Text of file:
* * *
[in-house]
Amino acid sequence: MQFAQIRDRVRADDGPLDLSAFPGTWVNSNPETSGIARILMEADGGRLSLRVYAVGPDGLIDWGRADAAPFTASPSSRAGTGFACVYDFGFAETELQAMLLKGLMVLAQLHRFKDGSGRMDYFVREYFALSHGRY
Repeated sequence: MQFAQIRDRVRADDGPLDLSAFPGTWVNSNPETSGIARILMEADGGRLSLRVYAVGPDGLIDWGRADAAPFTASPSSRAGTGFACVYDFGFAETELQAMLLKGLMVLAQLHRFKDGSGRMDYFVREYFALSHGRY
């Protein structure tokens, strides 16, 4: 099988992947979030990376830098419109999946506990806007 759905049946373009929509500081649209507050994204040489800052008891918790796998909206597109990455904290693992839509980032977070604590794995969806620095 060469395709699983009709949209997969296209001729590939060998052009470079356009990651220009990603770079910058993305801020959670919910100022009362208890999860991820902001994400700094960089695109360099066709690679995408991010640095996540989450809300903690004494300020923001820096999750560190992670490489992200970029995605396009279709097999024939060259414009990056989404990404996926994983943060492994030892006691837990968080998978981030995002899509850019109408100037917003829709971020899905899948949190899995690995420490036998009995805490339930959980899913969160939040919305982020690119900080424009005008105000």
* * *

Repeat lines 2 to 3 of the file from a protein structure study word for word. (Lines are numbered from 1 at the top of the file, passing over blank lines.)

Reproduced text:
Amino acid sequence: MQFAQIRDRVRADDGPLDLSAFPGTWVNSNPETSGIARILMEADGGRLSLRVYAVGPDGLIDWGRADAAPFTASPSSRAGTGFACVYDFGFAETELQAMLLKGLMVLAQLHRFKDGSGRMDYFVREYFALSHGRY
Repeated sequence: MQFAQIRDRVRADDGPLDLSAFPGTWVNSNPETSGIARILMEADGGRLSLRVYAVGPDGLIDWGRADAAPFTASPSSRAGTGFACVYDFGFAETELQAMLLKGLMVLAQLHRFKDGSGRMDYFVREYFALSHGRY